Defend Defunct


Picture the scene, your party is exploring the depths of a dungeon far from the overworld or the safety of the nearest town when suddenly the screen flashes and everything goes dark. A second later the pulsing sound of a battle theme begins to play before the combat screen fades into view and gives you the first real look at the monsters you’ll be facing. They’re a threat to your completion of this dungeon, but more than that they offer precious experience, items and currency at a point in the game where you’re in sore need of such things. The timer full, your first character presents a plethora of options to you from a host of special actions you’ve spent the game training to your party. The question is, with so many other options available to you would you notice if one of them weren’t there? Would you morn the lack of a Defend option?

‘Defend’ (sometimes called Guard) is a common element in nearly every JRPG and is usually tucked away just beneath the ‘Attack’ command. It’s given a spot of supreme importance on the screen but very few players ever actively use this option, preferring to get in an extra attack and hope to mitigate damage done to the party through the use of healing spells or items later. Action RPGs tend to take a more aggressive stance on Defending, with games such as the ‘Legend of Zelda: Link’s Awakening’ giving you a shield before you even have a sword and titles like ‘Dark Souls’ and its kin making a good defence as important as a good offence. More recently ‘Dragon Age: Inquisition’ took a bold move in doing away with a healer class altogether and limiting the player’s stock of available potions to a small group-distributed pool that could quickly be depleted, placing a massive amount of emphasis on the player’s ability to guard and buff instead. JRPGs have always offered the ability to Defend, giving a distinct and separate tactical option to the player but most fail to make use of it outside of presenting a temporary, small amount of damage reduction.

This isn’t always the case however, as there are some good examples in the JRPG genre of ways in which the Defend command can be put to good use. ‘Breath of Fire IV’ for example allows characters to learn enemy skills if they are hit with one whilst in the guard position, making the point of some battles simply to demolish the monsters you’ve already harvested and then guard and guard again until that elusive attack has been collected. You can happily play the whole game without ever using this ability, but it’s a layer of depth and an additional reward that other games lack and makes skipping a turns worth of damage dealing a more inviting prospect. That’s where the problem lies. Players want to be dealing damage to the enemy and when you’re defending you’re not dealing any damage.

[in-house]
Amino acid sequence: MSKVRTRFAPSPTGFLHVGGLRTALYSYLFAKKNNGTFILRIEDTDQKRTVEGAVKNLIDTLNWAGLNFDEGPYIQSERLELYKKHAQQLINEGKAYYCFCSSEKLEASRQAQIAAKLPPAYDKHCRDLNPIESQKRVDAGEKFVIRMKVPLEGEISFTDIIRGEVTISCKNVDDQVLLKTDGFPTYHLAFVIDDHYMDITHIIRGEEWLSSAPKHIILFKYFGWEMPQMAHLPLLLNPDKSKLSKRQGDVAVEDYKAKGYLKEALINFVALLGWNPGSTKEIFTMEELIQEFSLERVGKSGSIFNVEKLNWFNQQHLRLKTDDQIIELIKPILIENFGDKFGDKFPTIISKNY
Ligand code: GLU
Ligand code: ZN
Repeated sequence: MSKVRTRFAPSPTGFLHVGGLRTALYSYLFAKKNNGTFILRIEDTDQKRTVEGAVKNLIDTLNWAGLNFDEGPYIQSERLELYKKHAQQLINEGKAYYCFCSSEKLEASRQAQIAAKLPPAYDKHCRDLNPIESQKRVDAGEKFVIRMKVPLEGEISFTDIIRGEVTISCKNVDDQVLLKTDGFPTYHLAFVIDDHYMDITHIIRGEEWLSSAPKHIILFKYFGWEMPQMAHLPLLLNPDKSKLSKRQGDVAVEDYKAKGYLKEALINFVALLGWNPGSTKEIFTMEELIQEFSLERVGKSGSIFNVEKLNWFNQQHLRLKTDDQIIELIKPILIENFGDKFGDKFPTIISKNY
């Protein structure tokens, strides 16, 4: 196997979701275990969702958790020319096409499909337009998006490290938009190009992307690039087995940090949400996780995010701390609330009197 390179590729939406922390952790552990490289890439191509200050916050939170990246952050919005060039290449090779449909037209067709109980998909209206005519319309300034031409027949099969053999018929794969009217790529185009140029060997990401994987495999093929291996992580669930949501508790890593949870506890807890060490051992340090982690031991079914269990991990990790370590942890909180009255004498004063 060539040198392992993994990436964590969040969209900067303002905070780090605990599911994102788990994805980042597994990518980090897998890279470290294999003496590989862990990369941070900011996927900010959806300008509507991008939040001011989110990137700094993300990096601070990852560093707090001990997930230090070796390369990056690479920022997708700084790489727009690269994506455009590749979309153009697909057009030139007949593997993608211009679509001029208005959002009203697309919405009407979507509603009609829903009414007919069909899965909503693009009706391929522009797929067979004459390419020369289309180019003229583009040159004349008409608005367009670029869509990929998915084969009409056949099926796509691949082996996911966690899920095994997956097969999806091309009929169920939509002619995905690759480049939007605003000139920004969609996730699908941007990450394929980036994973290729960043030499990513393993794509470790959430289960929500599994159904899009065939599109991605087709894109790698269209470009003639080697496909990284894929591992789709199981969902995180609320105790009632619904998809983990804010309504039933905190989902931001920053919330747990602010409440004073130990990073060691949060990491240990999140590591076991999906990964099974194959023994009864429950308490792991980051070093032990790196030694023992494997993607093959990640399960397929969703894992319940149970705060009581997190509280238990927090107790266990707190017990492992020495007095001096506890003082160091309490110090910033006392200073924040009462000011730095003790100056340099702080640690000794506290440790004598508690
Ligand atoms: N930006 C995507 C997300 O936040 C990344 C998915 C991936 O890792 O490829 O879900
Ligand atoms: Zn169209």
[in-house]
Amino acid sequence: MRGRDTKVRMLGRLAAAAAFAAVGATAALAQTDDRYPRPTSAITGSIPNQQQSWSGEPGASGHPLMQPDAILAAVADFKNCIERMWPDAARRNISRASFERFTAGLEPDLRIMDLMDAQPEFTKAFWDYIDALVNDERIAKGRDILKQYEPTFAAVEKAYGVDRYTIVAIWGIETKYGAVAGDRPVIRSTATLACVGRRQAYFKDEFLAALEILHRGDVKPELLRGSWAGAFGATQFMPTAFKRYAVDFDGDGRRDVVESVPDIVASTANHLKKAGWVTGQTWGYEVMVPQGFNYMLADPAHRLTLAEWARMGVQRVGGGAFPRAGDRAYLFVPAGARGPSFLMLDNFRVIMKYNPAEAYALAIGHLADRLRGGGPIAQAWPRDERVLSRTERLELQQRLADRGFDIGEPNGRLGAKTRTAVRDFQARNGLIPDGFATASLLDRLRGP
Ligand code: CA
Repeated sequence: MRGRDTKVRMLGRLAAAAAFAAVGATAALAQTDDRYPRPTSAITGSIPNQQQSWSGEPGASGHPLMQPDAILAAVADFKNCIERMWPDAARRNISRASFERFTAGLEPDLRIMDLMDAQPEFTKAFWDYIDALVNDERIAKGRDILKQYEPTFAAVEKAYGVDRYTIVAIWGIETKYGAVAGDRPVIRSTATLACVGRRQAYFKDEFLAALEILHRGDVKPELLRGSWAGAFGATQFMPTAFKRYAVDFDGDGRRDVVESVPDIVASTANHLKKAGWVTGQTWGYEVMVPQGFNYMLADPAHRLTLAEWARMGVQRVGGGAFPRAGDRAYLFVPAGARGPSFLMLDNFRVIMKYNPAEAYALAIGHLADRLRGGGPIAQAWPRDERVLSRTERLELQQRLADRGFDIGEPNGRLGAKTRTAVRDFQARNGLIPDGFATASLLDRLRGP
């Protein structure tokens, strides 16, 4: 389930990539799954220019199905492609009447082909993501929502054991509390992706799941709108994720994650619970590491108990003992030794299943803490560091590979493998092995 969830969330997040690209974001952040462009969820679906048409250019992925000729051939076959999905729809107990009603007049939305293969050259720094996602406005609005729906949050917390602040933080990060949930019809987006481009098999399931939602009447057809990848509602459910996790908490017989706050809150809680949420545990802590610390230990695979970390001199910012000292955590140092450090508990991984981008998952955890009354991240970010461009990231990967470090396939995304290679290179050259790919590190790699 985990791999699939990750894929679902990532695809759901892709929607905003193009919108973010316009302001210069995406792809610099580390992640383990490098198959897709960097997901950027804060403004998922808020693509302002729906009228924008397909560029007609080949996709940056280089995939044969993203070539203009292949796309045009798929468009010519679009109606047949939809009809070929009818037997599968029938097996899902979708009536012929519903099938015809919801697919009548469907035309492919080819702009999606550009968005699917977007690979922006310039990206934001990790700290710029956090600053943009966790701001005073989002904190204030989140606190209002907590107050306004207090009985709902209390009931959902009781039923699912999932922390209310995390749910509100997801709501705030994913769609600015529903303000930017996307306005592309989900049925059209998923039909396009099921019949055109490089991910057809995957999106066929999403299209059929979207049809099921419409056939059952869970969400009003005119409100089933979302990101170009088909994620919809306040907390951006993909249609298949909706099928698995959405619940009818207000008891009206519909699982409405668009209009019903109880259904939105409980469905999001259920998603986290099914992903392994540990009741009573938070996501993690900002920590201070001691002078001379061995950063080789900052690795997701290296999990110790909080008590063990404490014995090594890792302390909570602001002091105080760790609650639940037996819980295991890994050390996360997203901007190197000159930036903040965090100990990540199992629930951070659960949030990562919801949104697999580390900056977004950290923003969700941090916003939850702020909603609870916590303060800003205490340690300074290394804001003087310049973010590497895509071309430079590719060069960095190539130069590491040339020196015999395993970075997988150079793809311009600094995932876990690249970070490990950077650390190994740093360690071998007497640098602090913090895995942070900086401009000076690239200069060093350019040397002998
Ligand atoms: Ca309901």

The Final Fantasy series has made use of the same trick on multiple outings, usually in an early boss encounter where the enemy simply stops attacking but takes on a defensive stance. Dealing any kind of damage to the boss in this period is met with an immediate and more powerful counter attack that could flatten an unsuspecting party, and so the player is forced to defend or heal up and buff over the course of this period until the stance is dropped. This makes for an interesting concept in theory, but ultimately is further damages the idea of defending as a real tactical option in a standard battle, because what it’s telling the players is that defending is wasting a turn while you wait for something to happen. It’s a skip function. ‘Final Fantasy V’ features a battle against a mimic who does whatever you do and will always win if you try to fight him head on, making the only option to choose Defend and wait him out. It’s a clever trick because it’s done so late in the game and a timer is ticking down until everyone automatically dies so you’ll have to think about it before getting it right away, but ‘do nothing’ is what the game is telling you. Defending is doing nothing. Later Final Fantasy games have gone as far as to have tucked the Defend option away off of the main menu, accessible by pressing left when making your choices but otherwise hidden. Clearly the developers have decided nobody’s using this option as well.